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Original Paper

High Serum Pepsinogen I and beta Helicobacter pylori Infection Are Risk Factors for Aspirin-Induced Gastroduodenal Injury

Shan J.a · Lei H.b · Shi W.a · Sun X.a · Tang Y.a · Ren C.a

Author affiliations

aDepartment of Gastroenterology, The 3rd People's Hospital of Chengdu, The Second Affiliated Hospital of Chengdu, Chongqing Medical University, Chengdu, and bClinical Medicine School, Southwest Medical University, Luzhou, China

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Dig Dis 2018;36:66–71

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Article / Publication Details

First-Page Preview
Abstract of Original Paper

Received: November 30, 2016
Accepted: April 21, 2017
Published online: June 09, 2017
Issue release date: October 2017

Number of Print Pages: 6
Number of Figures: 0
Number of Tables: 5

ISSN: 0257-2753 (Print)
eISSN: 1421-9875 (Online)

For additional information: https://www.karger.com/DDI

Abstract

Background: Whether gastric hyperchlorhydria and Helicobacter pylori infection contribute to aspirin-induced gastroduodenal injury still lacks evidence. Because serum pepsinogens (PGs) and gastrin-17 (G17) can reflect gastric acid secretion, this study intended to elucidate whether serum PGs, serum G17, and H. pylori infection are associated with aspirin-induced gastrointestinal injury. Summary: A total of 60 patients taking low-dose aspirin for more than 1 month were enrolled in this study. Serum PG I, PG II, and G17 were determined using ELISA. A 14C-urea breath test was used for the detection of an H. pylori infection. The modified Lanza score was used to evaluate the degree of gastroduodenal injury under endoscopy. The median serum PG I level was significantly higher in the intensive gastroduodenal injury (IGI) group compared to that in the mild gastroduodenal injury group (155.0 vs. 116.6 ng/mL, p = 0.006). The H. pylori infection rate was significantly higher in the IGI group (73 vs. 40%, p = 0.037). Receiver operator characteristic curves analysis revealed that the cutoff value of PG I was 123 ng/mL, with 80% sensitivity and 61.4% specificity. H. pylori infection combined with PG I at >123 ng/mL had an OR (95% CI) of 15.8 (2.4 ± 104.5) for the prediction of aspirin-induced gastroduodenal injury. Key Messages: Serum PG I and H. pylori infection could be used to identify potential high-risk aspirin-induced gastroduodenal injury patients.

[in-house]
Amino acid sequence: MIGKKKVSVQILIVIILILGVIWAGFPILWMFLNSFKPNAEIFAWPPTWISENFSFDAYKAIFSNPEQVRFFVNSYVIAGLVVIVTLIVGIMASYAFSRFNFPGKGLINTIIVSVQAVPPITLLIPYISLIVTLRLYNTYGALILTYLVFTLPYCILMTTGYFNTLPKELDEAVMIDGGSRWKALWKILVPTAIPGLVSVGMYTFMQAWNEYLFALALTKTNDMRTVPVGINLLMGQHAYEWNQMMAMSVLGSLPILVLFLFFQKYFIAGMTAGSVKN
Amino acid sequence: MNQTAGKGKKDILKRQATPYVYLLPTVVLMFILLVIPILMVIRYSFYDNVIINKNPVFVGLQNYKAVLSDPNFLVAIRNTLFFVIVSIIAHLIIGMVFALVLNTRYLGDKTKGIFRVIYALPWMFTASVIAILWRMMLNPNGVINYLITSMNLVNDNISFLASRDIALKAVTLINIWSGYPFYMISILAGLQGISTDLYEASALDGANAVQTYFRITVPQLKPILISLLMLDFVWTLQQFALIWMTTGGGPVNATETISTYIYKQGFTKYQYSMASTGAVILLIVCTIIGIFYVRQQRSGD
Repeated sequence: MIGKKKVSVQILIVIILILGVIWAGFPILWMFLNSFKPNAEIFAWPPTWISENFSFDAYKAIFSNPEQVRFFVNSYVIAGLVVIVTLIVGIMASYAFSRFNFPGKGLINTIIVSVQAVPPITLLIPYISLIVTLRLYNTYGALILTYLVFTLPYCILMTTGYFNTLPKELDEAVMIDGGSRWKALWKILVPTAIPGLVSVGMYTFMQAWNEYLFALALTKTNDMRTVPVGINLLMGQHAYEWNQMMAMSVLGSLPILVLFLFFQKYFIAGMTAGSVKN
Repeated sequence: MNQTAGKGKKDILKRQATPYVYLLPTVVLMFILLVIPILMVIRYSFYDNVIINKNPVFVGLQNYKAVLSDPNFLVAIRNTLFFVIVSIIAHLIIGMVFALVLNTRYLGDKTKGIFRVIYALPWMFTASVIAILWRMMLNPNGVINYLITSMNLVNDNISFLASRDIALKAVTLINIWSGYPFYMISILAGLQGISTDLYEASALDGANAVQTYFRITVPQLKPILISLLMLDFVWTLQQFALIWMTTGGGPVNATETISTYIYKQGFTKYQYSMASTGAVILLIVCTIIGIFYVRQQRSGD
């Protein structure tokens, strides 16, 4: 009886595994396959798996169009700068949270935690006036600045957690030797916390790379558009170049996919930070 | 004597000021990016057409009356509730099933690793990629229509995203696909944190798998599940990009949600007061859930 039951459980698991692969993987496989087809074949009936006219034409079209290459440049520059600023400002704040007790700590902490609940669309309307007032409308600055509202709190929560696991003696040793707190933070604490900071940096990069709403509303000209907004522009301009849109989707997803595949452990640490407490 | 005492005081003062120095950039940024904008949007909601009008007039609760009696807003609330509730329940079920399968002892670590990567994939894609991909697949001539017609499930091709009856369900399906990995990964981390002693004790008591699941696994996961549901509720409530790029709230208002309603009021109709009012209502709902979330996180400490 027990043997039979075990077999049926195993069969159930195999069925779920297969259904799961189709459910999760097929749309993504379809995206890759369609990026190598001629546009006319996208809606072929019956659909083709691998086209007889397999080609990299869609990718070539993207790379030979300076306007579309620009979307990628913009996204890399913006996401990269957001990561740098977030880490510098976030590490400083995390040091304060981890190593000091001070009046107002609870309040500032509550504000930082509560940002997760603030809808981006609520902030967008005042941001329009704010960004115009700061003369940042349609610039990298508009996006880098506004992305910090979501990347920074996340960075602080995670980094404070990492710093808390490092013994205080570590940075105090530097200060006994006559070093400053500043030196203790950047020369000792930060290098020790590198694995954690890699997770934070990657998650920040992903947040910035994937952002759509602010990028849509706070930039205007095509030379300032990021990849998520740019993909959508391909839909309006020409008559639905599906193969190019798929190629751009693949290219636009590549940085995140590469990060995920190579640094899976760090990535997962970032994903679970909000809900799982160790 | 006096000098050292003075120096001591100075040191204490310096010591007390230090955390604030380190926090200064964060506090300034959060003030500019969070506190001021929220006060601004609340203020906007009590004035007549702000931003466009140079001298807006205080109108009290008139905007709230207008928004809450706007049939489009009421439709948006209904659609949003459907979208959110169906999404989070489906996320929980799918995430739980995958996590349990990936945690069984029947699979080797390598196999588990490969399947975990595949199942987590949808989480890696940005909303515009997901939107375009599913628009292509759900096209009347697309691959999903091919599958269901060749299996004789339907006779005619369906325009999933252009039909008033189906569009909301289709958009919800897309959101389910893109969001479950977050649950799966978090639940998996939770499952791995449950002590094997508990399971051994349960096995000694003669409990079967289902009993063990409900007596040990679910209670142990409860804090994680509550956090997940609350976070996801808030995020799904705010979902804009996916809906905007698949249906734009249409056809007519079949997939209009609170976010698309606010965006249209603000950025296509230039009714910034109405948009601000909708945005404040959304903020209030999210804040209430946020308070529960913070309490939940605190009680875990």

© 2017 S. Karger AG, Basel


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Article / Publication Details

First-Page Preview
Abstract of Original Paper

Received: November 30, 2016
Accepted: April 21, 2017
Published online: June 09, 2017
Issue release date: October 2017

Number of Print Pages: 6
Number of Figures: 0
Number of Tables: 5

ISSN: 0257-2753 (Print)
eISSN: 1421-9875 (Online)

For additional information: https://www.karger.com/DDI


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